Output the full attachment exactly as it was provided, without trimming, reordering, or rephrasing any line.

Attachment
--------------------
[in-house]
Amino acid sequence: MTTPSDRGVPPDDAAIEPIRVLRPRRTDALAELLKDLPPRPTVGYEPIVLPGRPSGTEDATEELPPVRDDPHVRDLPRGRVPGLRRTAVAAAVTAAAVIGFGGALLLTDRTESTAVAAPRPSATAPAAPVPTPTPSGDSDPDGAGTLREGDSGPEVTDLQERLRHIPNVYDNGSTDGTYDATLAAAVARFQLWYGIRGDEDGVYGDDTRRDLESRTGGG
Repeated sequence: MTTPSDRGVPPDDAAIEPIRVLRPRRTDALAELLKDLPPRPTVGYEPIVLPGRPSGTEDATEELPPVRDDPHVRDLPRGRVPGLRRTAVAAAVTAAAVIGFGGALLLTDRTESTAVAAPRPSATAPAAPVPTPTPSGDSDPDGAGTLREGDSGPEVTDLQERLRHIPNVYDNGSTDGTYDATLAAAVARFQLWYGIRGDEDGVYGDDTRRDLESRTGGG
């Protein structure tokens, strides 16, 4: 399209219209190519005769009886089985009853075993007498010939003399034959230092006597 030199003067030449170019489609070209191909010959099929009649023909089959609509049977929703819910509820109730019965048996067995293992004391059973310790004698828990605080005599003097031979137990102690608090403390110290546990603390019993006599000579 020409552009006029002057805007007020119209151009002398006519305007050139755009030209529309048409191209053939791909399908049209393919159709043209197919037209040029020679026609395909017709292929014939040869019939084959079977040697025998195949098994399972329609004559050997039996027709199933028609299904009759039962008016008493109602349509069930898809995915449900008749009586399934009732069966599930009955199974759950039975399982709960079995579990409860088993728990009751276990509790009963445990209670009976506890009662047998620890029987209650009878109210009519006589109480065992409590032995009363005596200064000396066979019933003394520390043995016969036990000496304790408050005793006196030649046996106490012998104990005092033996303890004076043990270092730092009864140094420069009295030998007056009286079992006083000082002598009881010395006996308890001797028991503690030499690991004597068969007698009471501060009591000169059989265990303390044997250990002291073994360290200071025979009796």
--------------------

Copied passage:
[in-house]
Amino acid sequence: MTTPSDRGVPPDDAAIEPIRVLRPRRTDALAELLKDLPPRPTVGYEPIVLPGRPSGTEDATEELPPVRDDPHVRDLPRGRVPGLRRTAVAAAVTAAAVIGFGGALLLTDRTESTAVAAPRPSATAPAAPVPTPTPSGDSDPDGAGTLREGDSGPEVTDLQERLRHIPNVYDNGSTDGTYDATLAAAVARFQLWYGIRGDEDGVYGDDTRRDLESRTGGG
Repeated sequence: MTTPSDRGVPPDDAAIEPIRVLRPRRTDALAELLKDLPPRPTVGYEPIVLPGRPSGTEDATEELPPVRDDPHVRDLPRGRVPGLRRTAVAAAVTAAAVIGFGGALLLTDRTESTAVAAPRPSATAPAAPVPTPTPSGDSDPDGAGTLREGDSGPEVTDLQERLRHIPNVYDNGSTDGTYDATLAAAVARFQLWYGIRGDEDGVYGDDTRRDLESRTGGG
């Protein structure tokens, strides 16, 4: 399209219209190519005769009886089985009853075993007498010939003399034959230092006597 030199003067030449170019489609070209191909010959099929009649023909089959609509049977929703819910509820109730019965048996067995293992004391059973310790004698828990605080005599003097031979137990102690608090403390110290546990603390019993006599000579 020409552009006029002057805007007020119209151009002398006519305007050139755009030209529309048409191209053939791909399908049209393919159709043209197919037209040029020679026609395909017709292929014939040869019939084959079977040697025998195949098994399972329609004559050997039996027709199933028609299904009759039962008016008493109602349509069930898809995915449900008749009586399934009732069966599930009955199974759950039975399982709960079995579990409860088993728990009751276990509790009963445990209670009976506890009662047998620890029987209650009878109210009519006589109480065992409590032995009363005596200064000396066979019933003394520390043995016969036990000496304790408050005793006196030649046996106490012998104990005092033996303890004076043990270092730092009864140094420069009295030998007056009286079992006083000082002598009881010395006996308890001797028991503690030499690991004597068969007698009471501060009591000169059989265990303390044997250990002291073994360290200071025979009796």